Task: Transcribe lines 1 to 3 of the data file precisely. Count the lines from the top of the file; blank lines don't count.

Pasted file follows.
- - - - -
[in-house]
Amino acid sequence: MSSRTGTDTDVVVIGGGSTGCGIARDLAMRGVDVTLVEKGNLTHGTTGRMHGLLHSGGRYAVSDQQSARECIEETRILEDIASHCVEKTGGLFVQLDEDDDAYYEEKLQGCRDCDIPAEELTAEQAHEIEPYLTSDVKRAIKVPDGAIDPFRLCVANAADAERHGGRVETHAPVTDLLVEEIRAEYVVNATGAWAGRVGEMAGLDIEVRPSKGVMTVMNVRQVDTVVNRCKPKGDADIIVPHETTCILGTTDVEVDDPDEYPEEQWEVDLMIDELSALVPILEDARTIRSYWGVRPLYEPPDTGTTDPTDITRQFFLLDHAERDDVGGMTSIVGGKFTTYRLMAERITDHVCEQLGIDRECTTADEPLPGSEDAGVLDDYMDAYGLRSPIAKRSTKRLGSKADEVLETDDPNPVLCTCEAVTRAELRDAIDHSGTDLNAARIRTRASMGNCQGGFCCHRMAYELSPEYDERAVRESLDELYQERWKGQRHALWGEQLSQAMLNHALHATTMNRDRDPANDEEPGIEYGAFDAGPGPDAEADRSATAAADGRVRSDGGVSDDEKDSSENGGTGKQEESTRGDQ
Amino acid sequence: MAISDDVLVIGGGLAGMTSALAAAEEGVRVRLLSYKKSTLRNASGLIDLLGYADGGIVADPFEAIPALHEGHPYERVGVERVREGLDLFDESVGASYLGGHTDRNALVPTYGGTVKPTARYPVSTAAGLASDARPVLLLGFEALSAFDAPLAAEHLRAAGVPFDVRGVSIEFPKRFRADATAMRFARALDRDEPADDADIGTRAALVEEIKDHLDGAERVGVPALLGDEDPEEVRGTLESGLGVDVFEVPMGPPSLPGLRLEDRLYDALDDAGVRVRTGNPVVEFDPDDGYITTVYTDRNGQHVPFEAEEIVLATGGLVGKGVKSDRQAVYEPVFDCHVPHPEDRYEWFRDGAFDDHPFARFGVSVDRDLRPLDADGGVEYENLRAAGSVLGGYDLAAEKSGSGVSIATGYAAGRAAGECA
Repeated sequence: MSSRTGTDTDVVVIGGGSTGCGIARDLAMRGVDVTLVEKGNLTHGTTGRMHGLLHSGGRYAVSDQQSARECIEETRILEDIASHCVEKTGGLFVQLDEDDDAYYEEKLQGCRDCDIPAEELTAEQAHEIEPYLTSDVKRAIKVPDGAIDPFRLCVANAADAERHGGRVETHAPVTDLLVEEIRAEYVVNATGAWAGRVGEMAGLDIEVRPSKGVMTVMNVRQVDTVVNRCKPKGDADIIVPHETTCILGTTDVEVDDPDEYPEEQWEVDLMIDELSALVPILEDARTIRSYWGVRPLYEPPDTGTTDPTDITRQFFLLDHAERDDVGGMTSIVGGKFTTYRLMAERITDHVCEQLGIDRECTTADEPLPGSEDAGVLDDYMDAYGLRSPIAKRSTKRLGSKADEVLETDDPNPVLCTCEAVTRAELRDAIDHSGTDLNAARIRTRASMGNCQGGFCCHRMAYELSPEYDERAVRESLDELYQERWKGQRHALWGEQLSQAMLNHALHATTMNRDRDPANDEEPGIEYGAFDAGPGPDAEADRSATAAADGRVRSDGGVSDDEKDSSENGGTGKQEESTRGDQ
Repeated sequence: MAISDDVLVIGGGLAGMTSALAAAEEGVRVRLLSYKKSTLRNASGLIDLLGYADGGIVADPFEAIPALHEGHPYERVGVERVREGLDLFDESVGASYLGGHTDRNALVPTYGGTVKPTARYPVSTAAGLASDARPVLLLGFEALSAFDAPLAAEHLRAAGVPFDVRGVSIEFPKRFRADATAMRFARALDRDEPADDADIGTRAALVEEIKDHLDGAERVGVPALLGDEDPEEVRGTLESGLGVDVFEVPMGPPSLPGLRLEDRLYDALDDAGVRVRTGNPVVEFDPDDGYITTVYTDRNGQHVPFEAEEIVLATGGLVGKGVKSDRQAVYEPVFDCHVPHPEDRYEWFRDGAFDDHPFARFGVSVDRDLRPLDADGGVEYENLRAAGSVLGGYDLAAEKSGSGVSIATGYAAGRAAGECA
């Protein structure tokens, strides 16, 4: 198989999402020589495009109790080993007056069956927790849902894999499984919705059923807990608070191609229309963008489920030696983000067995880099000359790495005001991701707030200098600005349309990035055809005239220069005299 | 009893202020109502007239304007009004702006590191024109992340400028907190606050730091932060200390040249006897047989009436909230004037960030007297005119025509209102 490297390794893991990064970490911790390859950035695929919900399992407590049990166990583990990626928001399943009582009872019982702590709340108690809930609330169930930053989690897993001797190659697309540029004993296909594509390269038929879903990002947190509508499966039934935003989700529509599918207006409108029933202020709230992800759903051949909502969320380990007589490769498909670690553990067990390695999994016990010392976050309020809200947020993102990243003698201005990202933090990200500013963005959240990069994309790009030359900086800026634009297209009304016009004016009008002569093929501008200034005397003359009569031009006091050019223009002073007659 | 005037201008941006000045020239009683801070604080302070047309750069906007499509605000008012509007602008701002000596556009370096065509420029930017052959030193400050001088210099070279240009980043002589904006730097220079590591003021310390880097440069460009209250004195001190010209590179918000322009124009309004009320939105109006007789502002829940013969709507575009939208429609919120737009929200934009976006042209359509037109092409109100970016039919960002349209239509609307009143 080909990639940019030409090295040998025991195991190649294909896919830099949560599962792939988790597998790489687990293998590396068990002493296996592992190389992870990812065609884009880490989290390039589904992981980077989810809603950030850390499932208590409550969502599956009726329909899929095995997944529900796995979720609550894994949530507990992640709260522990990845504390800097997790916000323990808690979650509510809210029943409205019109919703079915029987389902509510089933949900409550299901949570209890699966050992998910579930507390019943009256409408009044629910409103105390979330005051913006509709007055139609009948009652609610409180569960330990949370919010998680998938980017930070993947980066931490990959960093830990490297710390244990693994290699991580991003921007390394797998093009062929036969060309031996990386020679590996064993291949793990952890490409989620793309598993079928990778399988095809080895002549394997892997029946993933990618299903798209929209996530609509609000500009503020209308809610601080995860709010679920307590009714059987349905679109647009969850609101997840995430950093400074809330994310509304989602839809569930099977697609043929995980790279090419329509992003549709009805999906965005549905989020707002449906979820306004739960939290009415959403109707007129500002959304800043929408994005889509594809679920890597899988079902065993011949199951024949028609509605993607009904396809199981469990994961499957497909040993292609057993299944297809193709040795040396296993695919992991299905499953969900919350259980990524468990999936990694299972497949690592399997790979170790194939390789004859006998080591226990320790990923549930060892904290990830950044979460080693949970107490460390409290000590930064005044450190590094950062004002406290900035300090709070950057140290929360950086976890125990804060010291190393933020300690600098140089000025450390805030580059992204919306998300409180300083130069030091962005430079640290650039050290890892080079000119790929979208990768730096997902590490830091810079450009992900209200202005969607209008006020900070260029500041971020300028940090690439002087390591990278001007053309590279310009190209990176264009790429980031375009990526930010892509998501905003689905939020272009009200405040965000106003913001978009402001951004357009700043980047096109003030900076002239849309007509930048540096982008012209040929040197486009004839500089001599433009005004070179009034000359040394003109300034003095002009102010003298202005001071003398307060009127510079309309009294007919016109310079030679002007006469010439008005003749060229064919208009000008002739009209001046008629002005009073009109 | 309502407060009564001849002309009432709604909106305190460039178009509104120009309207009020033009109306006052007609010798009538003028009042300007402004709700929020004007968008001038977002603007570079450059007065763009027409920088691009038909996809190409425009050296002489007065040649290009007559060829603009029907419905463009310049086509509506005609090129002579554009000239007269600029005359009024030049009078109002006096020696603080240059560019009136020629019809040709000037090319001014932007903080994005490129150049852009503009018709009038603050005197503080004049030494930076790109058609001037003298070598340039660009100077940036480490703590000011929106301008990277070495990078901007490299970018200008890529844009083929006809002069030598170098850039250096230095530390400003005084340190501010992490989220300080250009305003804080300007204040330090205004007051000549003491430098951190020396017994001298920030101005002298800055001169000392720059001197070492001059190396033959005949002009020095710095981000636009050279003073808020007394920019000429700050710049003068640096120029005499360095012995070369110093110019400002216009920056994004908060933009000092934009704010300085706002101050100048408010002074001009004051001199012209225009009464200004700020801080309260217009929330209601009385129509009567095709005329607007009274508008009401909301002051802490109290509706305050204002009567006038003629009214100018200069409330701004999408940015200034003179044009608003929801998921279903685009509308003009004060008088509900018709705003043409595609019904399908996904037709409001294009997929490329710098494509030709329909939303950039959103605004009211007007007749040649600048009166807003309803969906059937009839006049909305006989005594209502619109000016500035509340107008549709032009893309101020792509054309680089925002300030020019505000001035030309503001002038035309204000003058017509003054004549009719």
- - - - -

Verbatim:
[in-house]
Amino acid sequence: MSSRTGTDTDVVVIGGGSTGCGIARDLAMRGVDVTLVEKGNLTHGTTGRMHGLLHSGGRYAVSDQQSARECIEETRILEDIASHCVEKTGGLFVQLDEDDDAYYEEKLQGCRDCDIPAEELTAEQAHEIEPYLTSDVKRAIKVPDGAIDPFRLCVANAADAERHGGRVETHAPVTDLLVEEIRAEYVVNATGAWAGRVGEMAGLDIEVRPSKGVMTVMNVRQVDTVVNRCKPKGDADIIVPHETTCILGTTDVEVDDPDEYPEEQWEVDLMIDELSALVPILEDARTIRSYWGVRPLYEPPDTGTTDPTDITRQFFLLDHAERDDVGGMTSIVGGKFTTYRLMAERITDHVCEQLGIDRECTTADEPLPGSEDAGVLDDYMDAYGLRSPIAKRSTKRLGSKADEVLETDDPNPVLCTCEAVTRAELRDAIDHSGTDLNAARIRTRASMGNCQGGFCCHRMAYELSPEYDERAVRESLDELYQERWKGQRHALWGEQLSQAMLNHALHATTMNRDRDPANDEEPGIEYGAFDAGPGPDAEADRSATAAADGRVRSDGGVSDDEKDSSENGGTGKQEESTRGDQ
Amino acid sequence: MAISDDVLVIGGGLAGMTSALAAAEEGVRVRLLSYKKSTLRNASGLIDLLGYADGGIVADPFEAIPALHEGHPYERVGVERVREGLDLFDESVGASYLGGHTDRNALVPTYGGTVKPTARYPVSTAAGLASDARPVLLLGFEALSAFDAPLAAEHLRAAGVPFDVRGVSIEFPKRFRADATAMRFARALDRDEPADDADIGTRAALVEEIKDHLDGAERVGVPALLGDEDPEEVRGTLESGLGVDVFEVPMGPPSLPGLRLEDRLYDALDDAGVRVRTGNPVVEFDPDDGYITTVYTDRNGQHVPFEAEEIVLATGGLVGKGVKSDRQAVYEPVFDCHVPHPEDRYEWFRDGAFDDHPFARFGVSVDRDLRPLDADGGVEYENLRAAGSVLGGYDLAAEKSGSGVSIATGYAAGRAAGECA